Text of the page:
Online Support

For several years most of our missionaries have used e-mail to connect with prayer supporters. The benefits are obvious — urgent prayer requests can be sent instantly to many homes. Regular prayer letters are also increasingly sent by e-mail. It saves on postage costs, and it’s become easier to include color photos, even videos.

Our missionaries have found the Internet very useful in other ways. It puts resources at our fingertips, such as illustrations for Bible messages, and lesson material for children. For our missionaries’ spiritual benefit, there are devotionals to read or listen to. And, just for living, our workers use the Internet for banking, shopping, and getting news from home.

In our Mission’s day-to-day work the Internet enables the sending of text and photos for publications and projects, including Bible translation. Our Tribal Trails TV department sends audio and video files for program preparation. In radio outreach, Carl Sonnichsen “uploads” audio files to a Labrador radio station.

NCEM’s Three Sites

As a Mission we launched our NCEM web sites — / & — in 1999. We wondered how useful they would prove. The next summer one of our HQ staff, while helping at Bible camp, had several summer workers tell him that they’d found out about the need for camp staff on NCEM’s site.

Our Tribal Trails site has viewers reading testimonies, and watching our half-hour evangelistic programs. With highspeed connection, viewers don’t need to find a TV broadcast station and wait to tune in at the right time. They can watch at their convenience. Increasing numbers are responding by e-mail for prayer and spiritual help.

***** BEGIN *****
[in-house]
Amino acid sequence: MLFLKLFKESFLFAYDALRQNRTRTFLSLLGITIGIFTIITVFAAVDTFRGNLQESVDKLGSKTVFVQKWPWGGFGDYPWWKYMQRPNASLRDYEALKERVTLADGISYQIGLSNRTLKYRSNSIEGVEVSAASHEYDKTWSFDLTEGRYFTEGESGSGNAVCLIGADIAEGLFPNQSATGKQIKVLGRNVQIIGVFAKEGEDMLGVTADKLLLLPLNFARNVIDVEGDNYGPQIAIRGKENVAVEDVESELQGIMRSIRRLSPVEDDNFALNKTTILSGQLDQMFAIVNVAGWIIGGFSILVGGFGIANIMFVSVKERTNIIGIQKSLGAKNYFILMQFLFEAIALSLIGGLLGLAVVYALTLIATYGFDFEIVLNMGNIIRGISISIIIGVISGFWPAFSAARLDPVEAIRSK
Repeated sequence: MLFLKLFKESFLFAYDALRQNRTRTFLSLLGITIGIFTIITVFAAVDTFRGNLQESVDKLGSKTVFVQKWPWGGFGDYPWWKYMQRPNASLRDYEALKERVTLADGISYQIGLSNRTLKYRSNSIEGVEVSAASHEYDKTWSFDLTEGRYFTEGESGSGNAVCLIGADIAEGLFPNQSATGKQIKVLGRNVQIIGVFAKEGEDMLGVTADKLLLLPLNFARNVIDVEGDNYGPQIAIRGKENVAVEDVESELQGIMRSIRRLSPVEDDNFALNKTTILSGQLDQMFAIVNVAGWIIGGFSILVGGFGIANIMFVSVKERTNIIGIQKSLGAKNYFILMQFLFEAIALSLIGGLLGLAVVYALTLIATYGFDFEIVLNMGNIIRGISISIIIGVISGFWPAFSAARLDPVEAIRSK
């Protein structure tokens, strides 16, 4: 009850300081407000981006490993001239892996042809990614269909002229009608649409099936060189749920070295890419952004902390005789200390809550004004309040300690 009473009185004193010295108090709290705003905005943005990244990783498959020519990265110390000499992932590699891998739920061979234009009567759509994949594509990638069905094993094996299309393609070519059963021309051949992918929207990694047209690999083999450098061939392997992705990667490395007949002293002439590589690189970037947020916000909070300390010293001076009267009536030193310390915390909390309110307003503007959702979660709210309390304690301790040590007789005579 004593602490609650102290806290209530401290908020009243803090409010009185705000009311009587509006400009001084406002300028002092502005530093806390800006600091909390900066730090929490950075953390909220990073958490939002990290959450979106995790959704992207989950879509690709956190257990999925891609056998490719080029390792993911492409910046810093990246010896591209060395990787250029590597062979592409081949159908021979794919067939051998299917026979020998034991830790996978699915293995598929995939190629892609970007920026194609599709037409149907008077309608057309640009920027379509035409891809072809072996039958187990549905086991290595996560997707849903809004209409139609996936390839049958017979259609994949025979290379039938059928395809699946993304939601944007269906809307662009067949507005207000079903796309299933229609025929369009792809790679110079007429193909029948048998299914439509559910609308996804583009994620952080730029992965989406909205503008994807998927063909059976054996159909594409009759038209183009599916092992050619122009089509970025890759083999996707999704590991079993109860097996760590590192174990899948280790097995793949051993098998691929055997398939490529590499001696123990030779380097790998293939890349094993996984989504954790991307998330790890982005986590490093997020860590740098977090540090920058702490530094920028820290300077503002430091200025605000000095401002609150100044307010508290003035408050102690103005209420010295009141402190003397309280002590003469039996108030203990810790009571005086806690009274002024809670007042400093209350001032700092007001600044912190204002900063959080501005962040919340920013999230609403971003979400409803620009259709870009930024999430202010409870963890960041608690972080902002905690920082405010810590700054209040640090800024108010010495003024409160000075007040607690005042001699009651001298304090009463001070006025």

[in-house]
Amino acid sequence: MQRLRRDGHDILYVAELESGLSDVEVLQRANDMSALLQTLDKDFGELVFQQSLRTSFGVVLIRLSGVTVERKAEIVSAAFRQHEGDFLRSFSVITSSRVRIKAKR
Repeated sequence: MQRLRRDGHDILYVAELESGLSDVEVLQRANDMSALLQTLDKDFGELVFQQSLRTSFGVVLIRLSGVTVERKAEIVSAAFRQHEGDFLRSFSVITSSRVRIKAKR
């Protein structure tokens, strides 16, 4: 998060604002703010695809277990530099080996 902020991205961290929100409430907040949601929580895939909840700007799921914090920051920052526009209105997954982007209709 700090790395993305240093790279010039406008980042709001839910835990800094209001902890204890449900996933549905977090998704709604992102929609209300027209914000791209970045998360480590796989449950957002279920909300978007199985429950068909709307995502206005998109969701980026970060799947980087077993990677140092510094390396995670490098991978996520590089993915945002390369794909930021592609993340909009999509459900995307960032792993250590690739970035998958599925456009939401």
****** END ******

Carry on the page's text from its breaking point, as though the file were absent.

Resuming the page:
On our Key-Way-Tin Bible Institute web site, First Nations teens get details about our NorthQuest youth retreats, and can apply online. KBI’s courses are listed, along with campus life photos, and information for prospective students.

Hindrance or Help?

Are these new ways of communicating really necessary in our ministry? Are there drawbacks?

If we’ve thought of electronic communication as cold and impersonal, Lori Bennett’s report (and the others’) should make us think again. MSN and Facebook are not face-to-face, but they are facilitating one-on-one sharing on a personal and spiritual level.
E-mail certainly helps us connect with our supporters. One of our workers points out, however, that while e-mailing prayer letters may save on postage, a printed prayer letter may more likely be read by all household members, and kept as a prayer reminder.

Cell phones help missionaries stay in touch, but they can interrupt ministry, too. And they can make it hard for the worker to get a needed break. Missionaries increasingly see young people, especially, distracted in meetings with cell phone texting, and other electronic devices.

The Internet hasn’t been embraced by everyone in our Mission. One of our missionaries says he only knows of one person in their fellowship group who uses e-mail. Some missionaries remain very busy relating to people without these new technologies, and simply don’t have time to connect with people online.

But our Mission sees a large and growing young generation of First Nations needing to be reached for Christ. In the NWT, Jonathan Yeo observes NWT children learning to use the Internet in kindergarten and soon fluently communicating on the Net with family and friends. He points out that many Native communities have little Christian witness — he sees the Internet as a necessary tool to spread the Gospel.

Tom Cnossen knows older missionaries may stay away from this kind of communication because of the learning involved. “But,” he says, “I believe that kind of thinking can keep us away from great opportunities.”

Adapted from our Northern Lights magazine (Issue #507). Note: some of the locations and involvements of our missionaries may have changed since the original publishing of this article.